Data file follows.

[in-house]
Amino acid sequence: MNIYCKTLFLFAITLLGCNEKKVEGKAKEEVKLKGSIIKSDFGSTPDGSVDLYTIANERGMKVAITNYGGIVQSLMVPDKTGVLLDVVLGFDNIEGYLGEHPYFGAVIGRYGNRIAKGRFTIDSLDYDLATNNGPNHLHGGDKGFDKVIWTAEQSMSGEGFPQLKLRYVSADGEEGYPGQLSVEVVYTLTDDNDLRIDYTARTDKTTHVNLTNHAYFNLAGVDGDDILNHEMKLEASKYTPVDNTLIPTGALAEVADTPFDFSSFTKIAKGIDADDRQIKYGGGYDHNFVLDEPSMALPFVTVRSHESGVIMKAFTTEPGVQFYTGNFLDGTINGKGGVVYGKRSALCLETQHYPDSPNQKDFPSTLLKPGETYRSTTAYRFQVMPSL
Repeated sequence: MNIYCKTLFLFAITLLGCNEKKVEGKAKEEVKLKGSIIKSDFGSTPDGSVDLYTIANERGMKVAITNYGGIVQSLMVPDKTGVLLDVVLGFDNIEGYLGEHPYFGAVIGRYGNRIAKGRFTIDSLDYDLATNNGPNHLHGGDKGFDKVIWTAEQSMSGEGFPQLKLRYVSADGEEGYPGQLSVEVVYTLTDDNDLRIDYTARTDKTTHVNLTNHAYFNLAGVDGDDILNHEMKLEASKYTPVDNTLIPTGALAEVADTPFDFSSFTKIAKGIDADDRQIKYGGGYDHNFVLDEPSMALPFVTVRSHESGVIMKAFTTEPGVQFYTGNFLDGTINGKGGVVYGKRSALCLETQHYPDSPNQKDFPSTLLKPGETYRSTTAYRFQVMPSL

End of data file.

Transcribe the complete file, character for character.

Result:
[in-house]
Amino acid sequence: MNIYCKTLFLFAITLLGCNEKKVEGKAKEEVKLKGSIIKSDFGSTPDGSVDLYTIANERGMKVAITNYGGIVQSLMVPDKTGVLLDVVLGFDNIEGYLGEHPYFGAVIGRYGNRIAKGRFTIDSLDYDLATNNGPNHLHGGDKGFDKVIWTAEQSMSGEGFPQLKLRYVSADGEEGYPGQLSVEVVYTLTDDNDLRIDYTARTDKTTHVNLTNHAYFNLAGVDGDDILNHEMKLEASKYTPVDNTLIPTGALAEVADTPFDFSSFTKIAKGIDADDRQIKYGGGYDHNFVLDEPSMALPFVTVRSHESGVIMKAFTTEPGVQFYTGNFLDGTINGKGGVVYGKRSALCLETQHYPDSPNQKDFPSTLLKPGETYRSTTAYRFQVMPSL
Repeated sequence: MNIYCKTLFLFAITLLGCNEKKVEGKAKEEVKLKGSIIKSDFGSTPDGSVDLYTIANERGMKVAITNYGGIVQSLMVPDKTGVLLDVVLGFDNIEGYLGEHPYFGAVIGRYGNRIAKGRFTIDSLDYDLATNNGPNHLHGGDKGFDKVIWTAEQSMSGEGFPQLKLRYVSADGEEGYPGQLSVEVVYTLTDDNDLRIDYTARTDKTTHVNLTNHAYFNLAGVDGDDILNHEMKLEASKYTPVDNTLIPTGALAEVADTPFDFSSFTKIAKGIDADDRQIKYGGGYDHNFVLDEPSMALPFVTVRSHESGVIMKAFTTEPGVQFYTGNFLDGTINGKGGVVYGKRSALCLETQHYPDSPNQKDFPSTLLKPGETYRSTTAYRFQVMPSL